In response to President Donald Trump’s approval of higher duties on Chinese steel and aluminum last month, Beijing on Sunday raised import duties on some U.S. goods by $3 billion. And by midday Monday, the Washington Post reported that the markets had taken a hit: The Dow Jones industrial average had dropped 2.4 percent (580 points), The Standard & Poor’s 500-stock index slid 2.6 percent, and the Nasdaq was down 2.9 percent.

Although China’s move is unlikely to do significant damage to its $150 billion in annual U.S. imports, it will likely affect agricultural states in the United States (whose products represent $20 billion of those imported by China and are viewed as Trump’s base), as the targeted goods include pork, apples, and sparkling wine, reports the Associated Press.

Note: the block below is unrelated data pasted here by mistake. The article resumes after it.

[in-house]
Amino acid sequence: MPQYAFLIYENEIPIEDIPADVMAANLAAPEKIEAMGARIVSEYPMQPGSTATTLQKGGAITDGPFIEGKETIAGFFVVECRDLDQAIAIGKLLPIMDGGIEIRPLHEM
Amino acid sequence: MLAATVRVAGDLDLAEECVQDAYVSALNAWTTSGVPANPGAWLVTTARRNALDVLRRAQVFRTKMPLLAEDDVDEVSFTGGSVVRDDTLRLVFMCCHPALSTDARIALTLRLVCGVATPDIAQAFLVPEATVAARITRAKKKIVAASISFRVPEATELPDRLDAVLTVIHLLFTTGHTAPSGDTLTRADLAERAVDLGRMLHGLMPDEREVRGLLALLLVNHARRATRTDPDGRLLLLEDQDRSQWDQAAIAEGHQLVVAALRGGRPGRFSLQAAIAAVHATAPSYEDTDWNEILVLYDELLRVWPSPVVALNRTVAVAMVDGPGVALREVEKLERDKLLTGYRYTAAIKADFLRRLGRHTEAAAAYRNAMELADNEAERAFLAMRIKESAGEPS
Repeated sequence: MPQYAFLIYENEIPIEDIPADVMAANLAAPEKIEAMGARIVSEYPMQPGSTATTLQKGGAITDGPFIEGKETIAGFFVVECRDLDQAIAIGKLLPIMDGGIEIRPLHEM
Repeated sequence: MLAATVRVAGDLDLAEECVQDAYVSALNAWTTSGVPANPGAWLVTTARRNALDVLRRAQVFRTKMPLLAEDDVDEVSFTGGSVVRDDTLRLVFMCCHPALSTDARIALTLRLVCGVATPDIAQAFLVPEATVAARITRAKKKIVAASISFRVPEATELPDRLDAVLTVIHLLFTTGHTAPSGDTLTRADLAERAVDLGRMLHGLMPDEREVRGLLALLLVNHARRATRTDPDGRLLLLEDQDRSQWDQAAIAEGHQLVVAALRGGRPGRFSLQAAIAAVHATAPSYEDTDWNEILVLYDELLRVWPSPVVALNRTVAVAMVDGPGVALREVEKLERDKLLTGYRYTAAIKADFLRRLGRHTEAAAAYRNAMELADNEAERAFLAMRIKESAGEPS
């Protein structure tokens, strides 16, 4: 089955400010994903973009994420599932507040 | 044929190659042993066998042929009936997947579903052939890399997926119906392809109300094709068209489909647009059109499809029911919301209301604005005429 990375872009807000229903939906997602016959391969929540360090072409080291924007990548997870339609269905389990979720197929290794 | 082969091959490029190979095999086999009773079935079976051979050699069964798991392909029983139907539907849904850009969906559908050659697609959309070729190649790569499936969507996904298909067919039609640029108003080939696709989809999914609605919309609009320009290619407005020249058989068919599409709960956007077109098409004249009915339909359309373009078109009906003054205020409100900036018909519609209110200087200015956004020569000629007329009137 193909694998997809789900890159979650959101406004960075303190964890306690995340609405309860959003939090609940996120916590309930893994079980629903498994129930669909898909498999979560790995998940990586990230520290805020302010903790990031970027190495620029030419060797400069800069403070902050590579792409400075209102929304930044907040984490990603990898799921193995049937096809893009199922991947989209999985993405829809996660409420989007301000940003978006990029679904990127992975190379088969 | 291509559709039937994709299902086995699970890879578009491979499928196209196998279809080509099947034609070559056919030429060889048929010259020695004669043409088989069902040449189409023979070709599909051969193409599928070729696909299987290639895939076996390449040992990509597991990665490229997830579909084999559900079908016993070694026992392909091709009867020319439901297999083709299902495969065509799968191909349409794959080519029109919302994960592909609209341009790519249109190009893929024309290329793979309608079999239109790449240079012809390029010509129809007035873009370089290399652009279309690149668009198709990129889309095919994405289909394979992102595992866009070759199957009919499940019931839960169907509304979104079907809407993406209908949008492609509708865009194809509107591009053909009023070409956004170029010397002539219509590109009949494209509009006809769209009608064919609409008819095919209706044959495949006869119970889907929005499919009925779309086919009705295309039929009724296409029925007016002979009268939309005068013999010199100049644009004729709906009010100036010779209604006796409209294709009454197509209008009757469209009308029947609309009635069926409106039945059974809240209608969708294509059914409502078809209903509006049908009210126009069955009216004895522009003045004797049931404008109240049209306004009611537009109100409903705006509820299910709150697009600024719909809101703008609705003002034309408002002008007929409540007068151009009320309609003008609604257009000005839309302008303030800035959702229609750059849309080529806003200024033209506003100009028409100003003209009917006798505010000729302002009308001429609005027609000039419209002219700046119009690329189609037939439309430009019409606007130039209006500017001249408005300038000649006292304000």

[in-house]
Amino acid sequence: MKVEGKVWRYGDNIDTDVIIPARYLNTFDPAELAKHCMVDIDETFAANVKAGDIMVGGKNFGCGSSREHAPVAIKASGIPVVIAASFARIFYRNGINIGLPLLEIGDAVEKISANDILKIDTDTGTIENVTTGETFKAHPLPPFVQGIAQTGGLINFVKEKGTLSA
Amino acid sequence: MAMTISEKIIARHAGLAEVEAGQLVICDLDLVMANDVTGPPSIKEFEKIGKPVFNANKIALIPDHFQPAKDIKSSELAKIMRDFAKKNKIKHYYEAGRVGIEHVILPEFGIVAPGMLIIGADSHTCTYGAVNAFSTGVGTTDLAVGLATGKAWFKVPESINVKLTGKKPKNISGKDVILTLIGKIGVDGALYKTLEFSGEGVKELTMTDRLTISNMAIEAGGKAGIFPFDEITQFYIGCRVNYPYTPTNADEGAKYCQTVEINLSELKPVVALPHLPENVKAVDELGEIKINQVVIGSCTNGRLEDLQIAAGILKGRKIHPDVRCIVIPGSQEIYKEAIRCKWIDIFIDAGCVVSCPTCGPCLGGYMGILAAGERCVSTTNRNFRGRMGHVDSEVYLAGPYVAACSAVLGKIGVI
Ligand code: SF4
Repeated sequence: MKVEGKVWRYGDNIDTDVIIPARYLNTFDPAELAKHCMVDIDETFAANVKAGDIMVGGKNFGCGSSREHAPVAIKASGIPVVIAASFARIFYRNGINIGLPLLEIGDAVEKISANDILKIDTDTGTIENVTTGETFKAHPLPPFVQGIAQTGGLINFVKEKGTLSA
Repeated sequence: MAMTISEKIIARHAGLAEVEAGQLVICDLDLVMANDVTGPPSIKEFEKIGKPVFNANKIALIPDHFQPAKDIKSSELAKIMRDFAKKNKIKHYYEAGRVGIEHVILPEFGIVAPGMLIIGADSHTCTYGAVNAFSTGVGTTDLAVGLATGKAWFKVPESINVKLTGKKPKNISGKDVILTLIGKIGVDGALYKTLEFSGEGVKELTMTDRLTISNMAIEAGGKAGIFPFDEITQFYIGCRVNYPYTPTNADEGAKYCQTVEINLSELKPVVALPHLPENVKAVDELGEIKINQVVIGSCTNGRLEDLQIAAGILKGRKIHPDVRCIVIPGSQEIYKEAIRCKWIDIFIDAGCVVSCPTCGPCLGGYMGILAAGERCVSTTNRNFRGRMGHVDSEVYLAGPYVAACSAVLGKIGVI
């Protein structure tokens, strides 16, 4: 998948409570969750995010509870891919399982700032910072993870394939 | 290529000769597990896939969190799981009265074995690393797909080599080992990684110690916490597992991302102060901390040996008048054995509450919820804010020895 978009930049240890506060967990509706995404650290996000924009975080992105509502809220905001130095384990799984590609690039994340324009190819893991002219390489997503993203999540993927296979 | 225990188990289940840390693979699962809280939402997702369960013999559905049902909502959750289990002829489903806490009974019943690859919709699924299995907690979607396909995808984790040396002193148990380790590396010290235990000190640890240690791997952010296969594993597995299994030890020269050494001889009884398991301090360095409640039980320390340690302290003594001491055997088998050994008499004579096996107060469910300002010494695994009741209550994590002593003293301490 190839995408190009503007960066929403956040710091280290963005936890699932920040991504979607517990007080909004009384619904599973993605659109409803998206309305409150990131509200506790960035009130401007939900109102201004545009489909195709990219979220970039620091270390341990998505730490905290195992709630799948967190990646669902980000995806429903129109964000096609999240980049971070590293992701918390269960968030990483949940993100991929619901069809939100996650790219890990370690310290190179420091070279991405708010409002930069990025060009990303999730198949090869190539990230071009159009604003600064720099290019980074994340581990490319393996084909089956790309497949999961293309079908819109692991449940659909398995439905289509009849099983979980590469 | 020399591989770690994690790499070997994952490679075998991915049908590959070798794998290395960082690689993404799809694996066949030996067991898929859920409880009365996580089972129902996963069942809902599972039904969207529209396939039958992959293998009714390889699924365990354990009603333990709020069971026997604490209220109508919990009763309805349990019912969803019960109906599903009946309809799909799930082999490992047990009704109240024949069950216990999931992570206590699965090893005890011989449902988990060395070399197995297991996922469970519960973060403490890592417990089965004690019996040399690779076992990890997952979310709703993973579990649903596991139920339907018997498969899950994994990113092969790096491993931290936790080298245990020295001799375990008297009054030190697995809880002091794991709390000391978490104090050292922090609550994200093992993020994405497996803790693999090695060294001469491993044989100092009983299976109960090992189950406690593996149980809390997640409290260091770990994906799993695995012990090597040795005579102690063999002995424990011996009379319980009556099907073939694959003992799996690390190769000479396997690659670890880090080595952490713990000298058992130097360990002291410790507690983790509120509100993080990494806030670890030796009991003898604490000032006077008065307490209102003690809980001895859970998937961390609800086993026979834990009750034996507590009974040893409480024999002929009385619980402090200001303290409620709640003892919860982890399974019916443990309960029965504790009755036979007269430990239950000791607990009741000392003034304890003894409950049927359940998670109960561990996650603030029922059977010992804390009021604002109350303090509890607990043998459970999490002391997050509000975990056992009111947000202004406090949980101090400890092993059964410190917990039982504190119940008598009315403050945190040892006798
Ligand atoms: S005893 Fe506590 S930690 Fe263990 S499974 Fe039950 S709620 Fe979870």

The United States does not import much steel and aluminum from China. Still on Monday, White House Spokeswoman Sarah Huckabee Sanders said that through the tariffs, President Trump wants to ensure that “we’re getting a good deal and we’re not taken advantage of anymore.”

“This is a breakdown of all sorts of dialogue. Diplomatically, this cannot but hurt the U.S.”

The Chinese Ministry of Commerce, meanwhile, called Trump’s higher tariffs “protectionist” and said they’re against Word Trade Organization rules. President Trump wants the WTO involved too — he has ordered American trade officials to file a WTO case that challenges China’s technology licensing, asking for 25 percent duties on products from those sectors. (Some think this might actually be the first step in President Trump’s attempt to withdraw the United States from the trade organization.)

ThinkProgress reached out to two experts to help explain the situation: Orville Schell, the head of the Asia Society’s Center on US-China Relations, and Bart Oosterveld, director of the Global Business & Economics Program at the Atlantic Council.